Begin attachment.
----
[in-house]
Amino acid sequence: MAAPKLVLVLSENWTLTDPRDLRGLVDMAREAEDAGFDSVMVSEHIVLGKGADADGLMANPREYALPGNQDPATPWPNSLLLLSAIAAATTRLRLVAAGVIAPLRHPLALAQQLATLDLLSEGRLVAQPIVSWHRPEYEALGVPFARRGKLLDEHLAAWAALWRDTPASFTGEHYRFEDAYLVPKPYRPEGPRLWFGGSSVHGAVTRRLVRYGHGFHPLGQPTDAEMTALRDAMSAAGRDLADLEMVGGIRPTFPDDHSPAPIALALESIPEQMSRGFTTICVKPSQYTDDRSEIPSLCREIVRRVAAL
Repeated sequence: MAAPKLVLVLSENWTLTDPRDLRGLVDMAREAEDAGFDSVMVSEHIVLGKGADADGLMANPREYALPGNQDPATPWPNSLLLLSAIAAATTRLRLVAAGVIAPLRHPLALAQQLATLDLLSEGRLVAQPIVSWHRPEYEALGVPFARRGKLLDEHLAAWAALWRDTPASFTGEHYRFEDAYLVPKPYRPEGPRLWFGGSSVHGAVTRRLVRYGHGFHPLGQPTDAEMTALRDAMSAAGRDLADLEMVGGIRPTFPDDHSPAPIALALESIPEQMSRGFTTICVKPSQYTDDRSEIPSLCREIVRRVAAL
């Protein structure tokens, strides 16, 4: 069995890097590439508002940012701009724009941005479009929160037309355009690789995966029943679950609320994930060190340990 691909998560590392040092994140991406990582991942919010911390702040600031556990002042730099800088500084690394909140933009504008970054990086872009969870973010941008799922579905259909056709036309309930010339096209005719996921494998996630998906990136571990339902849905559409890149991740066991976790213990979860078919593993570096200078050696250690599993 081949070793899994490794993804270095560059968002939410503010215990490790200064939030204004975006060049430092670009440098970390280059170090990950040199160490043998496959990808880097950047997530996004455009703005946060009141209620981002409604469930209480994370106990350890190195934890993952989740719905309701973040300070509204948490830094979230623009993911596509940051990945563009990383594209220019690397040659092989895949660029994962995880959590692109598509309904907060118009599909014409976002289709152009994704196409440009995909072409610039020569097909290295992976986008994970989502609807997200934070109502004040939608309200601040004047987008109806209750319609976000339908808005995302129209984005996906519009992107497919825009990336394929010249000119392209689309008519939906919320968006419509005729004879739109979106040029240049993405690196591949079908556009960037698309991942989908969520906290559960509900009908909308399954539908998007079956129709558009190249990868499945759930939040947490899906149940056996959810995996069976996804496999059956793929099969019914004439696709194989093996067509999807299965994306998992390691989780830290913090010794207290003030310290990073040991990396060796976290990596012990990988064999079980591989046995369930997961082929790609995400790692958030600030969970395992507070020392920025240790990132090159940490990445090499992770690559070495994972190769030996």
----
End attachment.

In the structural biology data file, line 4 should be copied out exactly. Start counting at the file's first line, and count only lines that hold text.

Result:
């Protein structure tokens, strides 16, 4: 069995890097590439508002940012701009724009941005479009929160037309355009690789995966029943679950609320994930060190340990 691909998560590392040092994140991406990582991942919010911390702040600031556990002042730099800088500084690394909140933009504008970054990086872009969870973010941008799922579905259909056709036309309930010339096209005719996921494998996630998906990136571990339902849905559409890149991740066991976790213990979860078919593993570096200078050696250690599993 081949070793899994490794993804270095560059968002939410503010215990490790200064939030204004975006060049430092670009440098970390280059170090990950040199160490043998496959990808880097950047997530996004455009703005946060009141209620981002409604469930209480994370106990350890190195934890993952989740719905309701973040300070509204948490830094979230623009993911596509940051990945563009990383594209220019690397040659092989895949660029994962995880959590692109598509309904907060118009599909014409976002289709152009994704196409440009995909072409610039020569097909290295992976986008994970989502609807997200934070109502004040939608309200601040004047987008109806209750319609976000339908808005995302129209984005996906519009992107497919825009990336394929010249000119392209689309008519939906919320968006419509005729004879739109979106040029240049993405690196591949079908556009960037698309991942989908969520906290559960509900009908909308399954539908998007079956129709558009190249990868499945759930939040947490899906149940056996959810995996069976996804496999059956793929099969019914004439696709194989093996067509999807299965994306998992390691989780830290913090010794207290003030310290990073040991990396060796976290990596012990990988064999079980591989046995369930997961082929790609995400790692958030600030969970395992507070020392920025240790990132090159940490990445090499992770690559070495994972190769030996």